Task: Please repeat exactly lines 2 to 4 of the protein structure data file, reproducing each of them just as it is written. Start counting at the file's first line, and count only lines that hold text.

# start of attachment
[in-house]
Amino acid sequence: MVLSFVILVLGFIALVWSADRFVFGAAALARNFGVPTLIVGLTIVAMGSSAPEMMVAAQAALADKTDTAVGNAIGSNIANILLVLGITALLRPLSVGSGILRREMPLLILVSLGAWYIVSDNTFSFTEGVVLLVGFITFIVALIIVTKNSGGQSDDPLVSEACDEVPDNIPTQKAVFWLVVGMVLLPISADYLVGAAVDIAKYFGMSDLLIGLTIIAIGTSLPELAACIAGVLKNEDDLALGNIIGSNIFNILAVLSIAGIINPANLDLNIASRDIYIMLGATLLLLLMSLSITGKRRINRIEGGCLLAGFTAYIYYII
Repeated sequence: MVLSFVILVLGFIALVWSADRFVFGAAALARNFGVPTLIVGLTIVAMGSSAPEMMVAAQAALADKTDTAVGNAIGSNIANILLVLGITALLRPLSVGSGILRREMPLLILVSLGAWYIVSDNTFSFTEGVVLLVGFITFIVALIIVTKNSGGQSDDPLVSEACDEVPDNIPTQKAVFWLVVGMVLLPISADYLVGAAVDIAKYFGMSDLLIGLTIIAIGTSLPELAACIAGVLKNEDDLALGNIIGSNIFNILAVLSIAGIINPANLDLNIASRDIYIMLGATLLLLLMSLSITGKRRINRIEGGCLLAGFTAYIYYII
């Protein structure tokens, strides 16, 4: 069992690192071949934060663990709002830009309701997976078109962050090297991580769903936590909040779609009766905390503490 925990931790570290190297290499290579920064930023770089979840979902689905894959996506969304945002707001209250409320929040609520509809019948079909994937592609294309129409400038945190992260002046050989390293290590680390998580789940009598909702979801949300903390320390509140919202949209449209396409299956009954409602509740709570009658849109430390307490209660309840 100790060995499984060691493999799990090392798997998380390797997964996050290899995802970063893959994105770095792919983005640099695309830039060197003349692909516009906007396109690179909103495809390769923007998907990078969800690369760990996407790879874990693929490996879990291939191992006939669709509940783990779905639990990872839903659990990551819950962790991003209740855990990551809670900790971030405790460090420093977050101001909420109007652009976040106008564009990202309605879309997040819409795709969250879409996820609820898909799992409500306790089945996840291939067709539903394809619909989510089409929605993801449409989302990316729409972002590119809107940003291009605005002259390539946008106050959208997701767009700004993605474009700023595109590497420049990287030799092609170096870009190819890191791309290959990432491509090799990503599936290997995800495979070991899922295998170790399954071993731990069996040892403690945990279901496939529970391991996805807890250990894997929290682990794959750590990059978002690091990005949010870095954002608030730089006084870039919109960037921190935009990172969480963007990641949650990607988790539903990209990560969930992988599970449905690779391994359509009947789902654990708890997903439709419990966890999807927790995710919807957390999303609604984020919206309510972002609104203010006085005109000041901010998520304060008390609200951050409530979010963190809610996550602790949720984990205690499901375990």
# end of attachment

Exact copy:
Amino acid sequence: MVLSFVILVLGFIALVWSADRFVFGAAALARNFGVPTLIVGLTIVAMGSSAPEMMVAAQAALADKTDTAVGNAIGSNIANILLVLGITALLRPLSVGSGILRREMPLLILVSLGAWYIVSDNTFSFTEGVVLLVGFITFIVALIIVTKNSGGQSDDPLVSEACDEVPDNIPTQKAVFWLVVGMVLLPISADYLVGAAVDIAKYFGMSDLLIGLTIIAIGTSLPELAACIAGVLKNEDDLALGNIIGSNIFNILAVLSIAGIINPANLDLNIASRDIYIMLGATLLLLLMSLSITGKRRINRIEGGCLLAGFTAYIYYII
Repeated sequence: MVLSFVILVLGFIALVWSADRFVFGAAALARNFGVPTLIVGLTIVAMGSSAPEMMVAAQAALADKTDTAVGNAIGSNIANILLVLGITALLRPLSVGSGILRREMPLLILVSLGAWYIVSDNTFSFTEGVVLLVGFITFIVALIIVTKNSGGQSDDPLVSEACDEVPDNIPTQKAVFWLVVGMVLLPISADYLVGAAVDIAKYFGMSDLLIGLTIIAIGTSLPELAACIAGVLKNEDDLALGNIIGSNIFNILAVLSIAGIINPANLDLNIASRDIYIMLGATLLLLLMSLSITGKRRINRIEGGCLLAGFTAYIYYII
């Protein structure tokens, strides 16, 4: 069992690192071949934060663990709002830009309701997976078109962050090297991580769903936590909040779609009766905390503490 925990931790570290190297290499290579920064930023770089979840979902689905894959996506969304945002707001209250409320929040609520509809019948079909994937592609294309129409400038945190992260002046050989390293290590680390998580789940009598909702979801949300903390320390509140919202949209449209396409299956009954409602509740709570009658849109430390307490209660309840 100790060995499984060691493999799990090392798997998380390797997964996050290899995802970063893959994105770095792919983005640099695309830039060197003349692909516009906007396109690179909103495809390769923007998907990078969800690369760990996407790879874990693929490996879990291939191992006939669709509940783990779905639990990872839903659990990551819950962790991003209740855990990551809670900790971030405790460090420093977050101001909420109007652009976040106008564009990202309605879309997040819409795709969250879409996820609820898909799992409500306790089945996840291939067709539903394809619909989510089409929605993801449409989302990316729409972002590119809107940003291009605005002259390539946008106050959208997701767009700004993605474009700023595109590497420049990287030799092609170096870009190819890191791309290959990432491509090799990503599936290997995800495979070991899922295998170790399954071993731990069996040892403690945990279901496939529970391991996805807890250990894997929290682990794959750590990059978002690091990005949010870095954002608030730089006084870039919109960037921190935009990172969480963007990641949650990607988790539903990209990560969930992988599970449905690779391994359509009947789902654990708890997903439709419990966890999807927790995710919807957390999303609604984020919206309510972002609104203010006085005109000041901010998520304060008390609200951050409530979010963190809610996550602790949720984990205690499901375990």